Le Meridien King Edward
37 King Street East
Afternoon tea for two with all taxes and tip: $65
Afternoon tea often gets categorized as something fussy and old-fashioned. Perhaps it’s the dainty china, or the teeny pastries or even the sandwiches with the crusts cut off. It also has a reputation as being very girly, its origins firmly ensconced in British tradition dating back to 1661 when Catherine of Braganza brought the custom with her from Portugal when she married Charles II.
In modern usage, many places serving afternoon tea have taken to calling it “high tea”, a custom that makes tea aficionados screech with horror. For my part, I make a point of avoiding places that claim to serve “high” tea yet roll out tiered trays of scones and pastries – if you don’t, as a restaurant, even know what meal you’re serving, that doesn’t leave me with any faith that you’ll be able to do it well.
While I generally have a reputation with almost everyone who knows me as being a loudmouth tchoula (Spanish slang for “ballsy broad”), I’ve also got a bit of a fussy girlie side that occasionally requires doses of pink, bouquets of flowers and formal dainty things like afternoon tea.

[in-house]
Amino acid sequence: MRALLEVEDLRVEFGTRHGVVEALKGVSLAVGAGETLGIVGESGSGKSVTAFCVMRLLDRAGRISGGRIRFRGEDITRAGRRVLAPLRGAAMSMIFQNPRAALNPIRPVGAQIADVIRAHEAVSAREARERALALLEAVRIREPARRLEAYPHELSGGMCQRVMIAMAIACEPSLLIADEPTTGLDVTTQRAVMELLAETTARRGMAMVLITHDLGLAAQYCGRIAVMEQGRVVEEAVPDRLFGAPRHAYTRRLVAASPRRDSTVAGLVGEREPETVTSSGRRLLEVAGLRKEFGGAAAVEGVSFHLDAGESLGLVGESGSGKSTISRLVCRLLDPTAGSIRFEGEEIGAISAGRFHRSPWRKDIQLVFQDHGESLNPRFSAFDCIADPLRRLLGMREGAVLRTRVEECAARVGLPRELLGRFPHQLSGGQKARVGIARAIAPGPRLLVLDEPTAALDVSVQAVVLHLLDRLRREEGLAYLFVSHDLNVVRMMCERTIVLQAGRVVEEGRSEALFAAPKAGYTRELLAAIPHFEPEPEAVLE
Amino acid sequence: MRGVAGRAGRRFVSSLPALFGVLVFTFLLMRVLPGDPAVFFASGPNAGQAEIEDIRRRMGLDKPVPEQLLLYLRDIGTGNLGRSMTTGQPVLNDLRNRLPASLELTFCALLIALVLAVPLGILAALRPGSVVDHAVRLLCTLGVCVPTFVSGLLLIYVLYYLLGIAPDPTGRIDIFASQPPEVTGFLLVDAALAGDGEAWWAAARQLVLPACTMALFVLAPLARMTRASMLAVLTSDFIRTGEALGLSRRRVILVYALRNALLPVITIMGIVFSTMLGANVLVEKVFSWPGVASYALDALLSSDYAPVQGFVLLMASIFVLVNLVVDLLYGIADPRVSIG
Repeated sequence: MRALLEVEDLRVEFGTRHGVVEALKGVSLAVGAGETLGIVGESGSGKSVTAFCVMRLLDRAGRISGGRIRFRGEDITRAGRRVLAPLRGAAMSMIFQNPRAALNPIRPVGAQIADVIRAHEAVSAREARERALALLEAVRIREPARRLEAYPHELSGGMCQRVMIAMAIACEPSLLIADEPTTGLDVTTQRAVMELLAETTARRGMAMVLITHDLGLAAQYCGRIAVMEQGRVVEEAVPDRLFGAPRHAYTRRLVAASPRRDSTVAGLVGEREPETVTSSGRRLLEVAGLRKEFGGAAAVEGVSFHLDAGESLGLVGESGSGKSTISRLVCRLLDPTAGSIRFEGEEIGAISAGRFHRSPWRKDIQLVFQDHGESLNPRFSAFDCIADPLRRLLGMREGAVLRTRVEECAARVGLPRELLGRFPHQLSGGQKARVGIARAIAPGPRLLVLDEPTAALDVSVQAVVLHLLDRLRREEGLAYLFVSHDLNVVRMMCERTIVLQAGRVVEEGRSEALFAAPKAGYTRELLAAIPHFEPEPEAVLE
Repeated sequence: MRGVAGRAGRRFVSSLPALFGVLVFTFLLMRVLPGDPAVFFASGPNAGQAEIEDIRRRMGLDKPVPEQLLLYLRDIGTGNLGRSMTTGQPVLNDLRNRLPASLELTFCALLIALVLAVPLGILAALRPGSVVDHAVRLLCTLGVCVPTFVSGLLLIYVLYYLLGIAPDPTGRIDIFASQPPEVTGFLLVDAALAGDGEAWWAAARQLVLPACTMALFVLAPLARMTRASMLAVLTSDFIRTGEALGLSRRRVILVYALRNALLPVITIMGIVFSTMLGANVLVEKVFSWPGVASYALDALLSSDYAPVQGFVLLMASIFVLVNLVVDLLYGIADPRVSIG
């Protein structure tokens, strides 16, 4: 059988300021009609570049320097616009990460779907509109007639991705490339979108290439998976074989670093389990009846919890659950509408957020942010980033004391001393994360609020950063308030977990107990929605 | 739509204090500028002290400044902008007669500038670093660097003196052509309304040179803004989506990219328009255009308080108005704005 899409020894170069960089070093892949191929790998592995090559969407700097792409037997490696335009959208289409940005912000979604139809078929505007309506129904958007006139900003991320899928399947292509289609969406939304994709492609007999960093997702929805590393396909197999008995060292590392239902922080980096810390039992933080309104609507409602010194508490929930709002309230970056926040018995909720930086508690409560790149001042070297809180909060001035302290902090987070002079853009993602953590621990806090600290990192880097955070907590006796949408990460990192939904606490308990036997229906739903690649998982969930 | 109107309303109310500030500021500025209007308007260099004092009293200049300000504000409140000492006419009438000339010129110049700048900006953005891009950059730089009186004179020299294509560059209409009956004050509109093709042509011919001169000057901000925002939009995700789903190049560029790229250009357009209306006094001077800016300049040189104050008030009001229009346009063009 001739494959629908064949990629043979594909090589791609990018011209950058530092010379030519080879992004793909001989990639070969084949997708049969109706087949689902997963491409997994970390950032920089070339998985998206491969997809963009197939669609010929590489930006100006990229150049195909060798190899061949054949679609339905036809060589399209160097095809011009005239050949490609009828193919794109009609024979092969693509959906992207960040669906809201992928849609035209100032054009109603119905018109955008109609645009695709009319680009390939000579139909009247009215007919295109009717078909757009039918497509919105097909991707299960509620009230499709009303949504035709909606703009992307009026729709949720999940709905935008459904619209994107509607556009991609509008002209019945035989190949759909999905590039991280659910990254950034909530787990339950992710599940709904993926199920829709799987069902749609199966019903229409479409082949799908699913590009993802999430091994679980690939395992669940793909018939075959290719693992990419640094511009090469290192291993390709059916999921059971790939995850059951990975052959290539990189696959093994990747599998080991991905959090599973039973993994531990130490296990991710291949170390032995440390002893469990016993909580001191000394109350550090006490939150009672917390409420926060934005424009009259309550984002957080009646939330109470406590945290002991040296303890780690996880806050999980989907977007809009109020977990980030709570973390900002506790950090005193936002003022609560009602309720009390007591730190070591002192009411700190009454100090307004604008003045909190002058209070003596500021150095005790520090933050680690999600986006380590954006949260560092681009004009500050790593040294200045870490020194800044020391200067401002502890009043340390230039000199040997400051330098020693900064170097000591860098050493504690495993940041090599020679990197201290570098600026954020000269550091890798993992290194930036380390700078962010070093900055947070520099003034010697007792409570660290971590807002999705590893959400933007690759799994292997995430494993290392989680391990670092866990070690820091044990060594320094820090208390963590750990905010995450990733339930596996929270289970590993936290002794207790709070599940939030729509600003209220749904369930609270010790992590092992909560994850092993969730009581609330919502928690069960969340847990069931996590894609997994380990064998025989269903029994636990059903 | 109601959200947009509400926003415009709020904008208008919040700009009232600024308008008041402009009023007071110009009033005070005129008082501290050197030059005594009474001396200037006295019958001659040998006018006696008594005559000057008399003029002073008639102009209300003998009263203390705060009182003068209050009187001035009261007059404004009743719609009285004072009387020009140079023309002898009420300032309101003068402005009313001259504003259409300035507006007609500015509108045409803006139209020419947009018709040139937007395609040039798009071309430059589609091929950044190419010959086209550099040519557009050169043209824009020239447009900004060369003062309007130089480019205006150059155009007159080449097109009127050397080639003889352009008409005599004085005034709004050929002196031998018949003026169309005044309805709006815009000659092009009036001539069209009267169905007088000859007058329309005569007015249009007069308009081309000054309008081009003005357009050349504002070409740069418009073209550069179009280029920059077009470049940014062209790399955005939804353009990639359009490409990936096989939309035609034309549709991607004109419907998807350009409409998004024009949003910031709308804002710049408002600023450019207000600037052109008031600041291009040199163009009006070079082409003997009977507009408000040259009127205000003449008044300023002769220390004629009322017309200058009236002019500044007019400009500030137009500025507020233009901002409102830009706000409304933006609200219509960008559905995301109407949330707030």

I hadn’t been to tea at the Fairmont Royal York in almost a decade, back when it was in a little open tearoom in the west end of the hotel just outside the magnificent ballroom. The space was light and pretty, designed to evoke a Victorian garden, with trellises of flowers, a high ceiling and a little railing around the space that I always wished was a picket fence.